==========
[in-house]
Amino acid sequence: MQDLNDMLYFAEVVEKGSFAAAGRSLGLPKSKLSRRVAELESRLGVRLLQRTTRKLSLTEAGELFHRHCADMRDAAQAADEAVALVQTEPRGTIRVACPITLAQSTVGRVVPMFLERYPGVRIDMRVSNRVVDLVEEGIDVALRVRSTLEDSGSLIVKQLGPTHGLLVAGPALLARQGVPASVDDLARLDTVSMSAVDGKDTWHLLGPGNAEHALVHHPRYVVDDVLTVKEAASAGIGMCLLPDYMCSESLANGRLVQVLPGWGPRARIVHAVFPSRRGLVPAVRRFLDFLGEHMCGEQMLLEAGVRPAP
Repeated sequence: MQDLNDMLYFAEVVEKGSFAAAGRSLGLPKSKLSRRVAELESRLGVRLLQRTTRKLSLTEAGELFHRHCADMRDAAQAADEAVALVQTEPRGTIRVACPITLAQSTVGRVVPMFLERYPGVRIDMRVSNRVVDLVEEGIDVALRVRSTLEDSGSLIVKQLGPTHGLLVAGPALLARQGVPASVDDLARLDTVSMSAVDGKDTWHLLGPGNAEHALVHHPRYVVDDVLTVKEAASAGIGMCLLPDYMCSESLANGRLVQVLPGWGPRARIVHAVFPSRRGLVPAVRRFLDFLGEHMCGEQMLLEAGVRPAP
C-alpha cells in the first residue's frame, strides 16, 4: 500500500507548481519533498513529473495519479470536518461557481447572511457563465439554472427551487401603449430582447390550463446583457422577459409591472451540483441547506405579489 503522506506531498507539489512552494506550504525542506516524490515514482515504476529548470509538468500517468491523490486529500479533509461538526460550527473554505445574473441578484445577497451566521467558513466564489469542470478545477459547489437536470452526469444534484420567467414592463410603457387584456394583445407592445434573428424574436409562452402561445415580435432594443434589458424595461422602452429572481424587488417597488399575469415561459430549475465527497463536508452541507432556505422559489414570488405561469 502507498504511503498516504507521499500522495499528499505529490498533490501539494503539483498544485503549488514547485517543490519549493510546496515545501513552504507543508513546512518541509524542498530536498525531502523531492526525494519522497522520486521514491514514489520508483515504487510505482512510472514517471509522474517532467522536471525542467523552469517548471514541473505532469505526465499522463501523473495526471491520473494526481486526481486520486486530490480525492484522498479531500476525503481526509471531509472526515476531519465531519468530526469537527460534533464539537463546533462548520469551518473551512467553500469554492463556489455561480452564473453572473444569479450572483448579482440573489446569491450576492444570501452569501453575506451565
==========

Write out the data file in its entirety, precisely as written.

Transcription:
[in-house]
Amino acid sequence: MQDLNDMLYFAEVVEKGSFAAAGRSLGLPKSKLSRRVAELESRLGVRLLQRTTRKLSLTEAGELFHRHCADMRDAAQAADEAVALVQTEPRGTIRVACPITLAQSTVGRVVPMFLERYPGVRIDMRVSNRVVDLVEEGIDVALRVRSTLEDSGSLIVKQLGPTHGLLVAGPALLARQGVPASVDDLARLDTVSMSAVDGKDTWHLLGPGNAEHALVHHPRYVVDDVLTVKEAASAGIGMCLLPDYMCSESLANGRLVQVLPGWGPRARIVHAVFPSRRGLVPAVRRFLDFLGEHMCGEQMLLEAGVRPAP
Repeated sequence: MQDLNDMLYFAEVVEKGSFAAAGRSLGLPKSKLSRRVAELESRLGVRLLQRTTRKLSLTEAGELFHRHCADMRDAAQAADEAVALVQTEPRGTIRVACPITLAQSTVGRVVPMFLERYPGVRIDMRVSNRVVDLVEEGIDVALRVRSTLEDSGSLIVKQLGPTHGLLVAGPALLARQGVPASVDDLARLDTVSMSAVDGKDTWHLLGPGNAEHALVHHPRYVVDDVLTVKEAASAGIGMCLLPDYMCSESLANGRLVQVLPGWGPRARIVHAVFPSRRGLVPAVRRFLDFLGEHMCGEQMLLEAGVRPAP
C-alpha cells in the first residue's frame, strides 16, 4: 500500500507548481519533498513529473495519479470536518461557481447572511457563465439554472427551487401603449430582447390550463446583457422577459409591472451540483441547506405579489 503522506506531498507539489512552494506550504525542506516524490515514482515504476529548470509538468500517468491523490486529500479533509461538526460550527473554505445574473441578484445577497451566521467558513466564489469542470478545477459547489437536470452526469444534484420567467414592463410603457387584456394583445407592445434573428424574436409562452402561445415580435432594443434589458424595461422602452429572481424587488417597488399575469415561459430549475465527497463536508452541507432556505422559489414570488405561469 502507498504511503498516504507521499500522495499528499505529490498533490501539494503539483498544485503549488514547485517543490519549493510546496515545501513552504507543508513546512518541509524542498530536498525531502523531492526525494519522497522520486521514491514514489520508483515504487510505482512510472514517471509522474517532467522536471525542467523552469517548471514541473505532469505526465499522463501523473495526471491520473494526481486526481486520486486530490480525492484522498479531500476525503481526509471531509472526515476531519465531519468530526469537527460534533464539537463546533462548520469551518473551512467553500469554492463556489455561480452564473453572473444569479450572483448579482440573489446569491450576492444570501452569501453575506451565